“When the draft came, you know, in the summer, I went 25 to become a Bruin, so that means 24 teams passed on me you know and that’s something that pushed me pretty much to work hard,” Pastrnak told media after Tuesday’s game and after being voted the season’s 7th Player Award winner. “Once I will get to the NHL just show the other teams they did wrong and I’m happy the Bruins trusted in myself and I’m trying to give it to them back.”

After their game against the Panthers, I had a chance to chat with Spooner and I asked him what he felt he needed to do to step things up with so few games remaining.

Ryan Spooner

Ryan Spooner (Photo: Alan Sullivan)

“Probably be more hard on the pucks in the offensive zone,” Spooner said. “I mean, as a line we’ve been scoring I think for us, I think we just need to have the mentality that we need to attack more.”

And attack Spooner did during Thursday’s game against the Red Wings. He had six shots on goal—the most of anyone dressed in black and gold—and had an assist on the game-winning goal.

Lucic did not have his usual minutes of play in Detroit and Pastrnak had the least of all the Boston Bruins. Pastrnak’s diminished time on ice could have been a result of how the Red Wings were targeting him with major hits whenever he had the puck or had just gotten rid of the puck. And some of the differences in lines and total ice times could also have been a result of the length of time that Patrice Bergeron was unavailable. Took most of the second period for him to get stitched up after a stick to the face on a faceoff.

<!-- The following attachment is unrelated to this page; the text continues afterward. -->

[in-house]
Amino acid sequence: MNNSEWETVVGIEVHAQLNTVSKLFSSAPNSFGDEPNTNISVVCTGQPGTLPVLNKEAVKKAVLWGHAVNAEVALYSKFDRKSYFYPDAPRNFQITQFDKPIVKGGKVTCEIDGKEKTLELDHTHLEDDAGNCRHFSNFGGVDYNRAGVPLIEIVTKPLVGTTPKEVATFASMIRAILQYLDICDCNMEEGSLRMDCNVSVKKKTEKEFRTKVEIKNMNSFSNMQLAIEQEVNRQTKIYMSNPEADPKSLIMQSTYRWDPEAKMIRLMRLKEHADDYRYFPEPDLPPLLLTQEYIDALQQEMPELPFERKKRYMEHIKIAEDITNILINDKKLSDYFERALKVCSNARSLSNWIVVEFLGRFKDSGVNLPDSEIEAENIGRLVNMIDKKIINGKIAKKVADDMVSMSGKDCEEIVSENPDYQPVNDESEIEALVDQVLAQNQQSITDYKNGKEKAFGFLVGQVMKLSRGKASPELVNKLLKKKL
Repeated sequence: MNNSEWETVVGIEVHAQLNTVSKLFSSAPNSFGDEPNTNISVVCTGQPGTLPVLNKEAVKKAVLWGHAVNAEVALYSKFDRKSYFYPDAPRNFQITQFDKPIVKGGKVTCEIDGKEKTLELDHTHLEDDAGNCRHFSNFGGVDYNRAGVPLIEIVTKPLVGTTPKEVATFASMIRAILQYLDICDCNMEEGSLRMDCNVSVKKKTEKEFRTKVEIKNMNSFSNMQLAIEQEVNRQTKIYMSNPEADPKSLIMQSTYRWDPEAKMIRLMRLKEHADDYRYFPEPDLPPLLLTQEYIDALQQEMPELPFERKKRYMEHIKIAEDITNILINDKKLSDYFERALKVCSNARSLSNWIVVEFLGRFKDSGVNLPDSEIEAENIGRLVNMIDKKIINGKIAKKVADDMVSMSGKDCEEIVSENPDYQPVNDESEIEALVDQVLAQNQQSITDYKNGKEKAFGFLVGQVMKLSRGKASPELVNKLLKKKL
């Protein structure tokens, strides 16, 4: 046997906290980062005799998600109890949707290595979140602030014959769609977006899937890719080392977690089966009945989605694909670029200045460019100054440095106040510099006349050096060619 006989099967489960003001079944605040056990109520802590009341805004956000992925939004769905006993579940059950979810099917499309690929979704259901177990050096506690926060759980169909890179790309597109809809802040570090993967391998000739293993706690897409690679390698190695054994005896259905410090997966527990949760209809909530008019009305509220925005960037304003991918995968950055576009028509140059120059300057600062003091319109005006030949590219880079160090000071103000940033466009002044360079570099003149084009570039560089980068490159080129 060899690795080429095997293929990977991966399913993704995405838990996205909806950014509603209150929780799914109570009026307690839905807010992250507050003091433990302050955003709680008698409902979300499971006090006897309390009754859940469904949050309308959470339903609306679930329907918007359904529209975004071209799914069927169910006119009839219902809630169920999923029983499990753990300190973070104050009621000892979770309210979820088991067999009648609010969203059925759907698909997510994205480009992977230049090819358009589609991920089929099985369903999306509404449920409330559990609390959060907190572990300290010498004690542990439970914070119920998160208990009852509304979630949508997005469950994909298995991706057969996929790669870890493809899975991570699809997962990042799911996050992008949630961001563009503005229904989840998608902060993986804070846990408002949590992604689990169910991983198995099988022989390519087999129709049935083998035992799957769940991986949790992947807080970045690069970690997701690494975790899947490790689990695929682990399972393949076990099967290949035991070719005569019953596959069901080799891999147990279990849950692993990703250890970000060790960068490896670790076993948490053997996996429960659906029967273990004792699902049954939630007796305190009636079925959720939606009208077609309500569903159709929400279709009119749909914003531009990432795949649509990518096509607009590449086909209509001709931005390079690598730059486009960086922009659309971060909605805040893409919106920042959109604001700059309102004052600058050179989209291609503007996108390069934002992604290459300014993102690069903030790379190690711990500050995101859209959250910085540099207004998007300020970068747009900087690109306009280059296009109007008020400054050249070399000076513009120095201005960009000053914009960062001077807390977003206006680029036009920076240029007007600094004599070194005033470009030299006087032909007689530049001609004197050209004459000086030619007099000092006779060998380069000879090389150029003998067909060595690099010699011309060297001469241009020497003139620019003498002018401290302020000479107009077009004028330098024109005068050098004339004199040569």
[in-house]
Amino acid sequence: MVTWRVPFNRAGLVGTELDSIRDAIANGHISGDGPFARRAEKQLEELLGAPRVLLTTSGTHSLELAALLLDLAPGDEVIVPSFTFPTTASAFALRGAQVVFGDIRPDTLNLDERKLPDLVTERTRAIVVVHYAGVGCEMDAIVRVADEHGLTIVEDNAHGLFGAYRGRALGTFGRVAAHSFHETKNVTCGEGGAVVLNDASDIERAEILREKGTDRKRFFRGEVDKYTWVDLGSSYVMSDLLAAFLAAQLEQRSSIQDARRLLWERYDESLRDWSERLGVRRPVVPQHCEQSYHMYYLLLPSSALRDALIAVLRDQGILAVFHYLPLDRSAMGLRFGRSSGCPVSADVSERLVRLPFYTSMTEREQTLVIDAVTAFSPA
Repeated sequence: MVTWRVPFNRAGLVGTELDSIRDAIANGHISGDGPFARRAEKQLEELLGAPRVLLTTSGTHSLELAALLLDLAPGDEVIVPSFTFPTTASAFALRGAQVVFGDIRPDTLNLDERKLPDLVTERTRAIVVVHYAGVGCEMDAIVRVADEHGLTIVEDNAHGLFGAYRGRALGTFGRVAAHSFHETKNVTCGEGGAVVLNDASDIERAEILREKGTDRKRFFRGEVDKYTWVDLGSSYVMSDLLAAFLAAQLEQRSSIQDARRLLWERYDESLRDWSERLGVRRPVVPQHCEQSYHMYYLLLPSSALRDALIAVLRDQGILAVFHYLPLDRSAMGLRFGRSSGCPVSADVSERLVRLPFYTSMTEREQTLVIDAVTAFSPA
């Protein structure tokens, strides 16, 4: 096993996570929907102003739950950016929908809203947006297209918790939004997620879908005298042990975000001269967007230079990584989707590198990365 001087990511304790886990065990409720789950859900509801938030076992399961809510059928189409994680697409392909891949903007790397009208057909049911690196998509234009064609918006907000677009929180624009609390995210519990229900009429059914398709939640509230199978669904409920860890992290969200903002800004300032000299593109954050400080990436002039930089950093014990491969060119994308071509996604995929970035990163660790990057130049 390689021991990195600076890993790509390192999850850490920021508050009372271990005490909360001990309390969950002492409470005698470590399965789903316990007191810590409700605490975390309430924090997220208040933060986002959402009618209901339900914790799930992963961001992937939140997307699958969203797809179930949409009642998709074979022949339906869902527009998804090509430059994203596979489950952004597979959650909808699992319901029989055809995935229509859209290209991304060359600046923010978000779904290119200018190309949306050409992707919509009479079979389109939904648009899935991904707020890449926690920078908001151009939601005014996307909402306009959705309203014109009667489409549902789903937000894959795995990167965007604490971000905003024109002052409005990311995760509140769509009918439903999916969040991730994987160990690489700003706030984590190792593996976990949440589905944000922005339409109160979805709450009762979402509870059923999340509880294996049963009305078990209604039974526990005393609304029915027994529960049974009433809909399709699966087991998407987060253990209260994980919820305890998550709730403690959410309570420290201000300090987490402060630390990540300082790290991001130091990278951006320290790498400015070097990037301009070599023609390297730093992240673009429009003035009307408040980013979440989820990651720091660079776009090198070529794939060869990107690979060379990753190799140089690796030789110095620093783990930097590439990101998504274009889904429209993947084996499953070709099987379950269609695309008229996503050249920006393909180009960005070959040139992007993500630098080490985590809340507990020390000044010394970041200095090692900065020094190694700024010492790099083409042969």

Having been down two goals going into the third period, it’s clear that there was talk again during the second intermission, as they must have talked Tuesday when playing the Panthers. Whatever the leadership is saying appears to be working though, because they came out hard and kept it up for almost the entire third period, scoring three goals and winning the game in regulation. The core group has been through these games before.

“There’s probably 60 to 80 percent of the team, I’d say actually, that have won a Cup or been deep in the playoffs,” Spooner said Tuesday. “So for a guy like me, like I haven’t been in this spot before, and just to have guys like that that know like what’s gonna happen is great to have for me. I kind of just sit back and just try to take it all in.”

It will be interesting to see what the lines look like when the team hosts the Toronto Maple Leafs on Saturday, but Lucic has left an impression on both of his line mates.

“[Lucic’s] been in the league for a while now,” Pastrnak told media after the Panthers’ game. “I’m really happy I can play with a guy like [him] and he’s trying to help me and I try to pick up as much experience as I can from him, you know, and I really appreciate he’s been helping me like that.”

A family historian by profession, Rhonda R. McClure has loved hockey since she was a child in New Hampshire. Any opportunity to combine her love of writing, hockey and research is something she looks forward to with much enthusiasm. She's been accused of seeking out shinny games when there are no other hockey events taking place. She is a member of the Society for International Hockey Research. Follow her on Twitter at @HockeyMaven1917.